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A doubly magical discovery | Laboratory manager

A team of researchers, including scientists from the National Superconducting Cyclotron Laboratory (NSCL) and the Facility for Rare Isotope Beams (FRIB) at Michigan State University (MSU), having solved the case of the missing mass of zirconium-80.

To be fair, they broke the case as well. The experimenters showed that zirconium-80 – a zirconium atom with 40 protons and 40 neutrons in its nucleus or nucleus – is lighter than expected, using NSCL’s unparalleled ability to create rare isotopes and analyze them. Then, FRIB theorists were able to explain this missing piece using advanced nuclear models and new statistical methods.

“The interaction between nuclear theorists and experimenters is like a coordinated dance,” said Alec Hamaker, FRIB graduate research assistant and first author of the study published by the team in the journal. Physics of Nature. “Each in turn leads and follows the other.”

“Sometimes the theory makes predictions ahead of time, and other times the experiments find things you didn’t expect,” said Ryan Ringle, senior scientist at the FRIB lab, who was part of the group that carried out the mass measurement of zirconium-80. Ringle is also an Assistant Associate Professor of Physics at FRIB and in the Department of Physics and Astronomy at MSU at the College of Natural Science.

“They push each other and that translates into a better understanding of the core, which is basically everything we interact with,” he said.

This story is therefore bigger than a nucleus. In a way, it’s a taste of the power of FRIB, a nuclear science user facility supported by the Office of Nuclear Physics of the US Department of Energy Office of Science.

When user operations begin next year, nuclear scientists around the world will have the chance to work with FRIB’s technology to create rare isotopes that would be impossible to study elsewhere. They will also have the opportunity to work with FRIB experts to understand the results of these studies and their implications. This knowledge has many applications, from helping scientists better understand the universe to improving cancer treatments.

“As we move forward into the FRIB era, we can perform measurements like we have done here and much more,” said Ringle. “We can go further. There is enough capacity here to allow us to learn for decades.

Having said that, zirconium-80 is a really interesting core in its own right.

For starters, it’s a difficult core to craft, but crafting rare cores is NSCL’s specialty. The facility produced enough zirconium-80 to allow Ringle, Hamaker and their colleagues to determine its mass with unprecedented precision. To do this, they used what is called a Penning trap mass spectrometer in the NSCL’s LEBIT (Low-Energy-Beam and Ion Trap) facility.

“People have measured this mass before, but never so precisely,” Hamaker said. “And it revealed some interesting physics.”

“When we take mass measurements at that precise level, we’re actually measuring how much mass is missing,” Ringle said. “The mass of a nucleus is not just the sum of the mass of its protons and neutrons. There is a missing mass which manifests as energy holding the nucleus together.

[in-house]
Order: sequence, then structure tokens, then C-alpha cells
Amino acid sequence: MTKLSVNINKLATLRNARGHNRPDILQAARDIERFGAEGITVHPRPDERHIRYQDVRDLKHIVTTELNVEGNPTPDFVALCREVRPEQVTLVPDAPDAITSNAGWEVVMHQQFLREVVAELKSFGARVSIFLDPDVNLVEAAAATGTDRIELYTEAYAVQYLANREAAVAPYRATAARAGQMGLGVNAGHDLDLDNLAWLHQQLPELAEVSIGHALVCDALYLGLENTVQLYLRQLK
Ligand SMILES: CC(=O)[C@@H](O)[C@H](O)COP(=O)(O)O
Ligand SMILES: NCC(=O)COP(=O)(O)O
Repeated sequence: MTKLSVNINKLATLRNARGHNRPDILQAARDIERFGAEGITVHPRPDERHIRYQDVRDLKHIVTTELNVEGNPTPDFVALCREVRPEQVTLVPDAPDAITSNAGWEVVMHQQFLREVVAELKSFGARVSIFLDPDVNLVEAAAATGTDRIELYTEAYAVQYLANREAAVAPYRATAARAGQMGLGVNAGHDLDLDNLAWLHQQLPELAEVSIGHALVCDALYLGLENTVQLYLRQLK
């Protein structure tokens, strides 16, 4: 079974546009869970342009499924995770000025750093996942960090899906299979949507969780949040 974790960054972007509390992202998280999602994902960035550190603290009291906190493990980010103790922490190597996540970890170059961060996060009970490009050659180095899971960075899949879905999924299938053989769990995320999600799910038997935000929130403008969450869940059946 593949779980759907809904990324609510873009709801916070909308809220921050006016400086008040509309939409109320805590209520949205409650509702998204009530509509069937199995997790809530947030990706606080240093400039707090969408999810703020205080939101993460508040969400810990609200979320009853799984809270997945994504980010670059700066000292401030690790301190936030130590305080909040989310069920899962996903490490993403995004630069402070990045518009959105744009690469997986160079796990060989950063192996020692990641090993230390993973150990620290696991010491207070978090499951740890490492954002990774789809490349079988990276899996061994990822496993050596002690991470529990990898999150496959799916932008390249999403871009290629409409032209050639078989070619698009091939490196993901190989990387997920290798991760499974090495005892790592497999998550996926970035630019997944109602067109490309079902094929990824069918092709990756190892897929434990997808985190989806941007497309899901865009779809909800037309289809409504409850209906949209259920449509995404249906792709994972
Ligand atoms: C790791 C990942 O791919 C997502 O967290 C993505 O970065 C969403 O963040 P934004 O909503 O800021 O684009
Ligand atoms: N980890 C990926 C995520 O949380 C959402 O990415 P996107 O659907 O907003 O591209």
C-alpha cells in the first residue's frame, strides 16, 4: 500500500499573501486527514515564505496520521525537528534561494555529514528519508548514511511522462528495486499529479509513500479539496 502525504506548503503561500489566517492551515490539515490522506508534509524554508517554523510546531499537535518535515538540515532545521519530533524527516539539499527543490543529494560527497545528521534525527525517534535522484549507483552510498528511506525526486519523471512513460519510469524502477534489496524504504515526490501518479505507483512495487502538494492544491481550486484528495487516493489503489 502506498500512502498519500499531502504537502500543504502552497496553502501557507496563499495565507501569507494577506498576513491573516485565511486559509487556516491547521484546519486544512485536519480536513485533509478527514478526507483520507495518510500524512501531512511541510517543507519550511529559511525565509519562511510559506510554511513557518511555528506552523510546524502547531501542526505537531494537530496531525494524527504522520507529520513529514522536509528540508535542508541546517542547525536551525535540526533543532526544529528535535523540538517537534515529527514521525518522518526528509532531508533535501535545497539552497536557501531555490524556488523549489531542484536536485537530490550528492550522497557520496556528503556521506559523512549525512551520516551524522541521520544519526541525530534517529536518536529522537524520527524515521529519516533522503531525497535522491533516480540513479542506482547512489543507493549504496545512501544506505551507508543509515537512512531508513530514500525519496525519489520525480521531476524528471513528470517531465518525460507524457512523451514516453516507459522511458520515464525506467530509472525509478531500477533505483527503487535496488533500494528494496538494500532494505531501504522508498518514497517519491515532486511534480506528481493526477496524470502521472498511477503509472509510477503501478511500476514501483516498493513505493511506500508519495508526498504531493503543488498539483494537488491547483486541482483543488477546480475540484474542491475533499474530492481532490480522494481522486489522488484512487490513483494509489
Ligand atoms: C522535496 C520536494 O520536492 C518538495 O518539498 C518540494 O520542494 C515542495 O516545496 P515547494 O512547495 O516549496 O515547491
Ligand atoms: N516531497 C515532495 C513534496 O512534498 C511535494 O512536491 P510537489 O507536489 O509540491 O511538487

This is where one of the most famous equations in science helps explain things. In Albert Einstein’s E = mc2, the E represents energy and m the mass (c is the symbol of the speed of light). This means that the mass and energy are equivalent, although this only becomes noticeable under extreme conditions, such as those found in the heart of an atom.

When a nucleus has more binding energy, i.e. it has a tighter grip on its protons and neutrons, it will have more missing mass. This helps to explain the situation with zirconium-80. Its core is tightly bound, and this new measurement revealed that the binding was even stronger than expected.

This meant that FRIB theorists had to find an explanation and that they could look to predictions from decades ago to help provide an answer. For example, theorists suspected that the zirconium-80 core could be magical.

Every once in a while, a particular nucleus exceeds its mass expectations by having a special number of protons or neutrons. Physicists call them magic numbers. The theory postulated that zirconium-80 had a special number of protons and neutrons, which made it doubly magical.

Previous experiments have shown that zirconium-80 has the shape of a rugby ball or an American football rather than a sphere. Theorists predicted that the shape could give rise to this double magic. With the most accurate measurement of the mass of zirconium-80 to date, scientists could back up these ideas with solid data.

“Theorists predicted that zirconium-80 was a twisted doubly magical core over 30 years ago,” Hamaker said. “It took some time for the experimenters to learn the dance and provide evidence for the theorists. Now that the evidence is there, theorists can determine the next steps in the dance. “

So the dance goes on and, to extend the metaphor, NSCL, FRIB, and MSU provide one of the best ballrooms for it to take place. It has a one-of-a-kind facility, expert staff, and the nation’s top-ranked nuclear physics graduate program.

“I am able to work on-site at a national user facility on topics at the cutting edge of nuclear science,” Hamaker said. “This experience allowed me to develop relationships and learn from many laboratory staff and researchers. The project was successful due to their dedication to science and the laboratory’s world-class facilities and equipment. “

– This press release was originally published on the Michigan State University Facility for Rare Isotope Beams website